Digital human rights encompass the intersection of human rights and modern technology; in particular, the access to, and use of, digital technology. Digital rights form the basis for laws and norms regarding digital communication and the internet, as well as the acquisition of external information using digital technology. Digital rights add a new dimension to the traditional universal human rights, in particular the right to privacy, freedom of thought, freedom of expression, adequate standard of living, education, and cultural life.

Definition of digital media

Digital media refers to all digitized content that can be shared, created, or stored via the internet, computer networks, and every machine-readable format supported by software (Logan, 2016). Digital media contrasts with the aforementioned traditional media, while also serving as an evolution of traditional media. Thus, digital media can be considered as both a digital version of traditional media, such as ebooks, or entirely new formats, such as social media and instant messaging.

Why digital rights are important to democracy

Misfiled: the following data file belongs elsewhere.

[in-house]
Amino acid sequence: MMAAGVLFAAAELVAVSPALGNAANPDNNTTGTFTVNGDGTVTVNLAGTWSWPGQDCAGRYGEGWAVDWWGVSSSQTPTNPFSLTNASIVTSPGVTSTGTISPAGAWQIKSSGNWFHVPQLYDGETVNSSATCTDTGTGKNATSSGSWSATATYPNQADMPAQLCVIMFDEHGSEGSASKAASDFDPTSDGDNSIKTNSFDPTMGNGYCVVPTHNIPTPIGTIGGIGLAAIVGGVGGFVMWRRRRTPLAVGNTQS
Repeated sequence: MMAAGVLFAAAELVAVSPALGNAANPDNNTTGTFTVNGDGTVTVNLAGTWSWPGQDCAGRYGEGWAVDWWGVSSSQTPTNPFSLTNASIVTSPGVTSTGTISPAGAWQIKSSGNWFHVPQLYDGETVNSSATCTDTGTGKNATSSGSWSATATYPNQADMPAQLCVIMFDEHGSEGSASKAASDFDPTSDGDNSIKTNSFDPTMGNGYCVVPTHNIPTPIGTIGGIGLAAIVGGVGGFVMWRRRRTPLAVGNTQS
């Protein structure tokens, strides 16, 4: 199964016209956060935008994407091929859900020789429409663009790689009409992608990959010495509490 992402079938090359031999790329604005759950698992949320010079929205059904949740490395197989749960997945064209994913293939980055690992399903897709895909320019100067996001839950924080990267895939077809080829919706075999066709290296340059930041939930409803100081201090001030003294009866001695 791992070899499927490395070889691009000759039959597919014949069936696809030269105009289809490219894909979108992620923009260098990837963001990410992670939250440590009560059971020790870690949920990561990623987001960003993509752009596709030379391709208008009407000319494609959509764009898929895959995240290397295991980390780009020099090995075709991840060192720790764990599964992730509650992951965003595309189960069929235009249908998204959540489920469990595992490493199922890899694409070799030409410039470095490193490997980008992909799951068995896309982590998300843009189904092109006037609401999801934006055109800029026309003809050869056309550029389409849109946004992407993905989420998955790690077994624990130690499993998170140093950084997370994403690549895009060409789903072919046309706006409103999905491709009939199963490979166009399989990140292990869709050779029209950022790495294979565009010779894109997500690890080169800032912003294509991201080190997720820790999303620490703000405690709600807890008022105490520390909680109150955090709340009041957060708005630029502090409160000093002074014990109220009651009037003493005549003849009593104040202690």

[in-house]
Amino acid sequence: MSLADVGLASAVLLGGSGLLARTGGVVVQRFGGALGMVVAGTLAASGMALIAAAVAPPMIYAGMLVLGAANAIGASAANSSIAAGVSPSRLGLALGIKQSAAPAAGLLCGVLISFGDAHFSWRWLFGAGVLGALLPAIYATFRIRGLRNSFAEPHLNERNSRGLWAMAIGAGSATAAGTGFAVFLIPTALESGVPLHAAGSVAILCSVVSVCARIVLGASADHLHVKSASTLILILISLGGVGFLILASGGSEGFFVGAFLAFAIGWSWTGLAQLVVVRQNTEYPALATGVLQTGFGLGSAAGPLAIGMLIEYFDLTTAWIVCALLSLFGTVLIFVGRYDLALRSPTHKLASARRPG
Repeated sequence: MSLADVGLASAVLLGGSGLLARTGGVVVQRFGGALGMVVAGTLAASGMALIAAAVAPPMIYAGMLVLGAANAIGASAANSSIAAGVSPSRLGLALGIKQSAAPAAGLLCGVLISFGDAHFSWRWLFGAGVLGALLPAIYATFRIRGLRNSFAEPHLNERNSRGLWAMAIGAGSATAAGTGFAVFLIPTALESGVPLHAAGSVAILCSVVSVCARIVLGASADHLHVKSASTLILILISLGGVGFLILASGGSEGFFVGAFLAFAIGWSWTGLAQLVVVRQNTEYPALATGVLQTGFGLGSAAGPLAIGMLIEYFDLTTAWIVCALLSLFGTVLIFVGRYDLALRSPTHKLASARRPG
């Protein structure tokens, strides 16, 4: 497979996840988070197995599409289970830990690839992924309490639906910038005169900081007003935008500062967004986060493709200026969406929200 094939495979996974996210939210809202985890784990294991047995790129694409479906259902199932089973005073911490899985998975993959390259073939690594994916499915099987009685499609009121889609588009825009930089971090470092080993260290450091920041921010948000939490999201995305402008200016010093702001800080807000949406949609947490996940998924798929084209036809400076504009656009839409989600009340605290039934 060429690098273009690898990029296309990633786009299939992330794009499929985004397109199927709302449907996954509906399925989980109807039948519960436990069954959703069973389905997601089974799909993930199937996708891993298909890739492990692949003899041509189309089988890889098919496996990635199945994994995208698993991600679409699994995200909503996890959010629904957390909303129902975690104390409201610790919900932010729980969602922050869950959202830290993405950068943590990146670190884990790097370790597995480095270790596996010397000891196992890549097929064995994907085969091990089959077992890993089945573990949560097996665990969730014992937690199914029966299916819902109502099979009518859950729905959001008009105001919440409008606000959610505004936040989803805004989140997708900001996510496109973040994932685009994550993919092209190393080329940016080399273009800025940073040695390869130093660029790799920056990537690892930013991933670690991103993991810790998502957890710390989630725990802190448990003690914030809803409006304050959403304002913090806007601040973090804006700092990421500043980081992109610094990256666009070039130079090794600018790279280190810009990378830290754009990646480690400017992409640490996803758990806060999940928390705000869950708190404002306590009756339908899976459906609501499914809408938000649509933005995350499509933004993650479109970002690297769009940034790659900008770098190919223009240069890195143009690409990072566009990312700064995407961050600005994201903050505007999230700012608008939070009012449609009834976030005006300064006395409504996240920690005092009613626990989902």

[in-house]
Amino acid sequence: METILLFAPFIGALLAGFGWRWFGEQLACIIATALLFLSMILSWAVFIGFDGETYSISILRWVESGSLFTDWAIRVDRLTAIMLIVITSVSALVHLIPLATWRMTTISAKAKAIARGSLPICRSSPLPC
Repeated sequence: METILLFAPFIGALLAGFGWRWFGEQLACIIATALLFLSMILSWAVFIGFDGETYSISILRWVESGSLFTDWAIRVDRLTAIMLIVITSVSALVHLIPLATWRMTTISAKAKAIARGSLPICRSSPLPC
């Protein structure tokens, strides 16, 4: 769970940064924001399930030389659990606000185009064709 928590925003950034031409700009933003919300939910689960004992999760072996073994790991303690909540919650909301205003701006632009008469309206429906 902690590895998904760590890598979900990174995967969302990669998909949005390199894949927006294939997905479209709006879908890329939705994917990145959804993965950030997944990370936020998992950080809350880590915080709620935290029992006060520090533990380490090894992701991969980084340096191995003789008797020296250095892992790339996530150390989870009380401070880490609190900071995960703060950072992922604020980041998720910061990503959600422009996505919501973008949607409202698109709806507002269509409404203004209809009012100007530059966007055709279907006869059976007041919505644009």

Recent history shows that digital media plays a significant role in the process of democratization. The role of digital media can be directly linked to its ability to educate and inform: for the first time, people are exposed to the successes and failures of their own government, as well as comparisons with governments worldwide. Education occurs as citizens gain knowledge of human rights, and therefore what rights their government is directly or indirectly preventing them from accessing. Technology also informs avenues for action: how to petition, protest, organize, and vote. This process is essential to mobilization. Historically, the demographic group most likely to protest or demand reform has been industrial workers, followed by the middle class (Dahlum, Knutsen and Wig, 2019). These two groups are able to perform two of the key tasks for successful protests: the ability to gather information, and the ability to spread it. New digital media fosters gathering and dissemination of information at an exponential rate, for a much larger demographic. Withholding access to digital media and digital technology is therefore also withholding access to democratic practices.